30 Days of Ontario Wine – Day 19 – Sous Vide Salmon with Karlo Estates 2010 CHOA Chardonnay

With a bottle of 2010 Chardonnay CHOA from Karlo Estates sitting heavily in my hand the question of how to cook a recipe with it weighed on my mind. We produce great wine in Ontario, but unlike other regions (Spain, Italy, and Chile come to mind) even the most ordinary (this bottle definitely isn't) aren't cheap. Pouring an entire $25 bottle into a pot would be nice but impractical. I needed a method for bringing the Chardonnay's rich, toasted flavours more closely in touch with the main ingredients and I wanted to use a glass or less.

One of the wine's most interesting characteristics is cryptically announced as "CHOA" on the front label and then further explained on the back. Almost all wine barrels are made from oak–usually from France or the United States–but this wine is barrel-fermented for three months in one made from cherry, hickory, oak, and ash that were cut from Prince Edward County trees and coopered by the local Carriage House Cooperage. These four trees grow beside each other in natural stands so it made more sense to take all of the mature trees rather than try to spot harvest the oak.

The mix also creates a barrel profile on the wine that is different from usual. Honeyed peach, stewed pear and citrus aromas are joined on the nose by the very subtle note of bacon (hickory) and baseball (ash). It carries a medium-plus weight on the palate and surprisingly subtle barrel flavours that lend much less vanilla than usual and reminded me of a spoonful of bread pudding with lots of the toasty brown bits.

For such a lush wine with a faint hint of smokiness and an important connection to the wood the barrels are made with, salmon struck me as a natural partner.

On Serious Eats I found an interesting recipe that comes from Alice Waters for shallow poaching salmon. Since it only uses a quarter of a cup of wine I felt it had potential, but that I could do better if I could avoid dilluting the sauce with all that poaching water. Sous vide is the best way I could think of to accomplish that and because the desired cooked temperature of salmon is so low it's the perfect candidate for the "ghetto sous vide" method that doesn't require any special, expensive equipment.

Nathan Myhrvold with his encyclopedic Modernist Cuisine is the honorary spokesman for unconventional cooking methods and luckily the New York Times's Melissa Clark had a story in January 2012 that includes a video where Dr. Myhrvold walks us through his process for sous vide salmon.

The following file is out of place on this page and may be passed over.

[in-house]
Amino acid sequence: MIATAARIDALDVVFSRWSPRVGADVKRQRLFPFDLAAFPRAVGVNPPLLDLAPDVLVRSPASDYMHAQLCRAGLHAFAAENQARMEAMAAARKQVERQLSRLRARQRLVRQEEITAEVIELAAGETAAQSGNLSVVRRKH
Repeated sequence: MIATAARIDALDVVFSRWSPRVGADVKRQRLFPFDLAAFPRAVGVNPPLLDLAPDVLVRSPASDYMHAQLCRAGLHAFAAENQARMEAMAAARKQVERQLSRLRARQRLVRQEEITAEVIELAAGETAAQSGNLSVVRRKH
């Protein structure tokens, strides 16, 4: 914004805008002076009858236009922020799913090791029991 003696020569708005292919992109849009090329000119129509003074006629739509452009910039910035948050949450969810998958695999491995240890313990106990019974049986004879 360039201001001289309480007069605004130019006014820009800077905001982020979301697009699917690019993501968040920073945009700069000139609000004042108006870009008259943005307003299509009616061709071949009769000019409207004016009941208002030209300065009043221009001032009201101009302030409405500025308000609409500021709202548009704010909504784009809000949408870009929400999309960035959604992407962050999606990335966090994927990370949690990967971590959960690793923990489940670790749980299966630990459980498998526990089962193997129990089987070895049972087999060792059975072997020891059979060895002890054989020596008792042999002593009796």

The recipe below will serve two and obviously goes very nicely with what's left in the bottle. If you're cooking for a larger crowd it scales up and if you're looking to crack a second bottle of Chardonnay the 2009 edition from The Good Earth Wine Co. would be a great choice. With zesty, baked fruit aromas and a sneaky acidic punch this Chardonnay will refresh the palate and keep the buttery sauce under control.

Sous Vide Salmon in a CHOA Chardonnay Sauce
(Adapted from Nathan Myhrvold's recipe in this NYT article.)
 
two serving-size pieces of salmon fillet, patted dry and carefully checked for pin bones
2 TB unsalted butter, cold and cut into small cubes
1 teaspoon plus 1/2 tsp flat-leaf parsley, minced, and divided
1/4 cup plus 1 TB, Karlo Estates 2010 Chardonnay CHOA, divided
salt and freshly-ground black pepper
 
Season the salmon on all sides. Place it in a good-quality resealable bag with a teaspoon of minced parsley and the quarter cup of wine.  Fill a medium to large pot with hot tap water to about the 2/3-full point. Add cold water to bring the temperature to 115ºF.  Gently lower the salmon-filled bag into the water and use the pressure from the water to push the air out of the bag before sealing the bag, being careful to not get any water inside the bag. Put the lid on the pot and let stand for between thirty minutes and two hours.
 
Remove the bag from the water and use to tongs to move the salmon to a plate. Pour the contents of the bag into a small saucepan set over medium heat. Once the sauce is simmering add the butter one cube at a time and whisk to combine. Add the final tablespoon of wine to the sauce and move the salmon to the pan. Use a large spoon to baste the fish with the sauce for a minute or two. Serve, garnished with the extra half teaspoon of parsley.
 

Wines Tasted
2010 Karlo Estates CHOA Chardonnay
Price: 25.00
Availability: At the winery or through their web site

2009 The Good Earth Wine Co. Chardonnay
Price: 19.95
Availability: At the winery or through their web site.

Written by David Ort

David Ort

As one of Spotlight’s contributing editors, David enjoys turning his mind (and keyboard) to a wide variety of topics ranging from recipes to restaurants to craft beer. When he’s not writing for Spotlight Toronto, David shares his thoughts on new restaurants and beer at PostCity.com and all things food and drink on his own site, Food With Legs. He is the author of the Canadian Craft Beer Cookbook (Whitecap).

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